Society made demons like Nayan Bond

Society made demons like Nayan Bond

  • Dhaka Tribune July 1st, 2019
Gavel and Hammer

No one should be above the law BIGSTOCK

His existence was sustained by a culture of impunity and injustice

While the nation remains stunned at the daylight hacking of a young man in front of his wife and many other bystanders, countless theories are being given as to why we have become so brutal.

Criminal and social scientists say that there is a culture of injustice in society. Erosion of values, the influence of satellite, lengthy judicial processes, and impunity are some of the reasons that make criminals more audacious.

At the same time, the ethical base to protest is weakening. Head of criminology and justice department of the University of Dhaka, Dr Zia Rahman, told Bangla Tribune: “A person has two sides, one of which is the beastly side and, in our society, this aspect has become more pronounced of late.”

The search is on for Nayan Bond, who is reported to be the head of a virtual group called “007” and the main attacker of Rifat. Unfortunately, while Ian Fleming’s hero saves the world from villains, in Borguna, Nayan and his group have given the famous number a very dubious dimension.

So much so that when Nayan and his acolytes were hacking Rifat, no one came forward to protest.

Society as a whole expressed surprise over the inaction of the public though, from a rational perspective, it would be absurd to expect the public to react because going against a known criminal who has eluded/derided the law would mean digging one’s own grave.

Hypothetically speaking, if someone had come forward, then who would have given that person safety and full security against any possible reprisal?

While there is outrage at all quarters of society, the truth is, across Bangladesh, there are countless such degenerates who enjoy impunity in whatever they do and blithely hoodwink the law because of powerful backers.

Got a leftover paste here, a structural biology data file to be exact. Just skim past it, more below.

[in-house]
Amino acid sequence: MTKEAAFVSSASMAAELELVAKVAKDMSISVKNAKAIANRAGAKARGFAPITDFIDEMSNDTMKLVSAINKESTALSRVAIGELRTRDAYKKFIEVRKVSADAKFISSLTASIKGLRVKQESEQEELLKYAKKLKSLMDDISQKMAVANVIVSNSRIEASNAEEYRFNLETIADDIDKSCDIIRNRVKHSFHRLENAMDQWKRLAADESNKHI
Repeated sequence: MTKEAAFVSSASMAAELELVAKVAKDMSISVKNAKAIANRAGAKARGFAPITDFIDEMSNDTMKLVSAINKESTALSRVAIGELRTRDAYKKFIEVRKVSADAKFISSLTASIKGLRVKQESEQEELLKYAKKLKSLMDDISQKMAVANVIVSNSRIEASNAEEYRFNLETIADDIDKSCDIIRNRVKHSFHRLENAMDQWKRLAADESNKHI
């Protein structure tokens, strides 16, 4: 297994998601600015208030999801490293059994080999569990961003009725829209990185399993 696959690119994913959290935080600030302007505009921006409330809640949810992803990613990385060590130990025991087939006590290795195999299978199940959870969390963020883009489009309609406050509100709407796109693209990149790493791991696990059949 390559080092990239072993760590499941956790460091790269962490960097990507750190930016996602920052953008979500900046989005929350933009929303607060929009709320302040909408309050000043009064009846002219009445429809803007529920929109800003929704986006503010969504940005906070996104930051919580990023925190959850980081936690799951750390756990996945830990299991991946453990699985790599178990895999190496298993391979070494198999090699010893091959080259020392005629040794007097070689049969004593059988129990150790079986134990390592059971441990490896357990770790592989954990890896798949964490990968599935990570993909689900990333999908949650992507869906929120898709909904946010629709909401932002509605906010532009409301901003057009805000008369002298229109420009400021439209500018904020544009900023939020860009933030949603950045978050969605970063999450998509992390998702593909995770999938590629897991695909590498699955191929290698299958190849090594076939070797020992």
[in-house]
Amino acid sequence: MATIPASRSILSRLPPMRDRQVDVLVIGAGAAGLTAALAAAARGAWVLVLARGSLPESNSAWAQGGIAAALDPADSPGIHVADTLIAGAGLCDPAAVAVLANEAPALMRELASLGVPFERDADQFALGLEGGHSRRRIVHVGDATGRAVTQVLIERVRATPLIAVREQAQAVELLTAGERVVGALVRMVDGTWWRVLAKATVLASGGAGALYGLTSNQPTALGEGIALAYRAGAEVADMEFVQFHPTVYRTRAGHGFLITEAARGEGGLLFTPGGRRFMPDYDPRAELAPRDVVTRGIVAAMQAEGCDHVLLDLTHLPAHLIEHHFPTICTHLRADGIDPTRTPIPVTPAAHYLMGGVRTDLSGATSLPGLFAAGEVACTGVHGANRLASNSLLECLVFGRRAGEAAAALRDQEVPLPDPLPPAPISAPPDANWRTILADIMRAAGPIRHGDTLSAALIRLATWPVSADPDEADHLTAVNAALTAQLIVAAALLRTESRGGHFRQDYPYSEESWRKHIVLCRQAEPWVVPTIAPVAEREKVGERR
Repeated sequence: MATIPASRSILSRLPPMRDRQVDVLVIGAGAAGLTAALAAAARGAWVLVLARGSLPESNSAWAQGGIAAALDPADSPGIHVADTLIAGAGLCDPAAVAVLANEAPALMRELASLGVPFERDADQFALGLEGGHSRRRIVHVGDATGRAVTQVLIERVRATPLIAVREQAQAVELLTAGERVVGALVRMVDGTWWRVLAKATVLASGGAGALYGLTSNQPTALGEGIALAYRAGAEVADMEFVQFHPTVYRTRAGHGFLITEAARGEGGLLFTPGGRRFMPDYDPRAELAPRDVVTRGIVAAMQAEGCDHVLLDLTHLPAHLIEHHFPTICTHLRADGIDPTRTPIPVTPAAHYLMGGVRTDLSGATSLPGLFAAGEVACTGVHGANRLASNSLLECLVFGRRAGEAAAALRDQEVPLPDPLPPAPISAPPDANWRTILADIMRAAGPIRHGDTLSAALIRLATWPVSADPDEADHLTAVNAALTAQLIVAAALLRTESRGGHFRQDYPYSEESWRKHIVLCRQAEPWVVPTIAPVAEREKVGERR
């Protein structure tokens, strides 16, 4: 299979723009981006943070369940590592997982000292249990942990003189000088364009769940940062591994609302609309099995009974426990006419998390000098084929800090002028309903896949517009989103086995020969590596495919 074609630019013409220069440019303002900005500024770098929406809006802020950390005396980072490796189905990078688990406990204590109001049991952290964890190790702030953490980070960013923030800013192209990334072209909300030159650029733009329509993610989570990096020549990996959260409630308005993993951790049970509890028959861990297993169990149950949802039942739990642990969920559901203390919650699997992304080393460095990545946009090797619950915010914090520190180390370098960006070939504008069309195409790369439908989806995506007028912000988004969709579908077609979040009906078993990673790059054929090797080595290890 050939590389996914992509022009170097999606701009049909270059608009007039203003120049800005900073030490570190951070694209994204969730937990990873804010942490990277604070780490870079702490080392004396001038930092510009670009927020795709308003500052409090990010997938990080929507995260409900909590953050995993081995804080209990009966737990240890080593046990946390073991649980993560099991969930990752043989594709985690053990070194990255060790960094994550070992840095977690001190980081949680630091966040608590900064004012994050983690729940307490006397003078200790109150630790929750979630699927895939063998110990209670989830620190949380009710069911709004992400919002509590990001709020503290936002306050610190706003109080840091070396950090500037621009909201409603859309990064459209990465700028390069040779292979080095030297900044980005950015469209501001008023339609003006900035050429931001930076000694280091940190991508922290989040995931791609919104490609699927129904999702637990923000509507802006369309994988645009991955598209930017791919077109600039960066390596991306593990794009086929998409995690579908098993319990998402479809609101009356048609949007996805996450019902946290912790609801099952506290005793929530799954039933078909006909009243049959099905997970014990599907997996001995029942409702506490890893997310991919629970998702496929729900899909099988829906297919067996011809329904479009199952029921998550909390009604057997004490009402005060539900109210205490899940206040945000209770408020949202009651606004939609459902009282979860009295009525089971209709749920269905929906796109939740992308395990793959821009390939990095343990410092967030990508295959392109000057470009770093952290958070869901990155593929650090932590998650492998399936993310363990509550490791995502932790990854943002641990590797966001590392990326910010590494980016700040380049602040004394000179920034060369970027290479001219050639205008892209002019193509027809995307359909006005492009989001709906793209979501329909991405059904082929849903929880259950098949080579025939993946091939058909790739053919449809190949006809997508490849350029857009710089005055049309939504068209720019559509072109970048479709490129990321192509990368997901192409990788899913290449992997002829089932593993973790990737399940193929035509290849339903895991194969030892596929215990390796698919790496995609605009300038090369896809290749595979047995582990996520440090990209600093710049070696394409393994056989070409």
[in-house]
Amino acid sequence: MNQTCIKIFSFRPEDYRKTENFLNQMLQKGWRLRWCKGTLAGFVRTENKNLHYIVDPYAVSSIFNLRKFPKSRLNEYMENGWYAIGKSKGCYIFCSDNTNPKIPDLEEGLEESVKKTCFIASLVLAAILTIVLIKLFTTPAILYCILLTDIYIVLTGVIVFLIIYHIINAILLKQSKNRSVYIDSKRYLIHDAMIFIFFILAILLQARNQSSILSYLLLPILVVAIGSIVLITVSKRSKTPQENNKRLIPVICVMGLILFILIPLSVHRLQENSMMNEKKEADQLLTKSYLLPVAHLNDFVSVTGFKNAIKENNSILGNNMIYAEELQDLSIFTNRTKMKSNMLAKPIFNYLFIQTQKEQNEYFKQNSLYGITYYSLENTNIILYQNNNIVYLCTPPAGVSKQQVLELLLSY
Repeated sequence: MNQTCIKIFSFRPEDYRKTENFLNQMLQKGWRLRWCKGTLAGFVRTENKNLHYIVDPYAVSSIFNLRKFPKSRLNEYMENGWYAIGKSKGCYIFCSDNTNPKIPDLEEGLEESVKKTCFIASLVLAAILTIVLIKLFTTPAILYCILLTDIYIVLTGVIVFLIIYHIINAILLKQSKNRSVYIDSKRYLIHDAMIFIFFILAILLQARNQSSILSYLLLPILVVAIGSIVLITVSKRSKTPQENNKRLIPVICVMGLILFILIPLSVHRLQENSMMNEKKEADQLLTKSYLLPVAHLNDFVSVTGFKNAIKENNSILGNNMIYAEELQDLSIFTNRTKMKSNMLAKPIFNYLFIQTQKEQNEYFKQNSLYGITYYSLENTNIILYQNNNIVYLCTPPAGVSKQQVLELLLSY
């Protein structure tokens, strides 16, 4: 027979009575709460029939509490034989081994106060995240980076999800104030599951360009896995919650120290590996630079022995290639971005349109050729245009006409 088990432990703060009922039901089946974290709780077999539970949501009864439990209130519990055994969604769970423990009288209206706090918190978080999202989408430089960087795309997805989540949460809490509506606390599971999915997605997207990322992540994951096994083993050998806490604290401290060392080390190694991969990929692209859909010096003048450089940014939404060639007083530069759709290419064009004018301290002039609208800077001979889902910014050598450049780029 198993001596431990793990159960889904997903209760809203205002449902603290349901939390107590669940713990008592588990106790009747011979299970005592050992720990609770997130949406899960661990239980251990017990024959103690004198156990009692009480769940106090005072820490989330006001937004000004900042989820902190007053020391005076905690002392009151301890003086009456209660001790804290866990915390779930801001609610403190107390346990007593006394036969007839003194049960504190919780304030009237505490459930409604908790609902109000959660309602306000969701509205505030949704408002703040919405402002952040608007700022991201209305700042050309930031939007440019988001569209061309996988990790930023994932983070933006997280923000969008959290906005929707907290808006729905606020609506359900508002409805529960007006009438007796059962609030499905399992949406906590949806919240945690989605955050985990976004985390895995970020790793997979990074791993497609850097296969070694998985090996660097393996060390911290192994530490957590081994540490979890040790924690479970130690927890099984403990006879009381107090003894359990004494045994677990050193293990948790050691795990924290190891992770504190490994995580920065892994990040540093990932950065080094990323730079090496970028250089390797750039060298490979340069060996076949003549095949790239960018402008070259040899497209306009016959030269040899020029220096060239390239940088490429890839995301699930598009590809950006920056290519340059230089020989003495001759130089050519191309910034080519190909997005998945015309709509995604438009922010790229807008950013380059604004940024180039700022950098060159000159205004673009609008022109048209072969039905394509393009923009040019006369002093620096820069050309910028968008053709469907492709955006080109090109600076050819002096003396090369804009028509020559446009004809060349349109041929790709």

Society makes and sustains these demons

As per reports, Nayan was a drug dealer in the area and had been caught and incarcerated in the past for possessing yaba.

So, it won’t be incorrect to state that while he conducted the drug trade on the field, there was some big wig behind the whole operation who provided the money and assurance of non-interference from the law.

Such Nayans are everywhere; they are the lieutenants of drug kingpins who remain safely behind the curtain. While the police haven’t found Nayan, the locals have told reporters that it’s public knowledge who shielded such scoundrels.

The police need to nab the top bosses because Nayan has become intractable with their blessings. This is exactly why they could brandish sharp weapons and walk away in a victorious frenzy after hacking Rifat.

For the yaba operation to run smoothly, people like Nayan can be found in almost all rural towns. They are hardly caught and, if they are behind bars, the time spent is negligible. Once they come out, the sense of invincibility multiplies and that is when killing someone in broad daylight does not seem a daunting task.

The incessant glamourization of underworld life and crime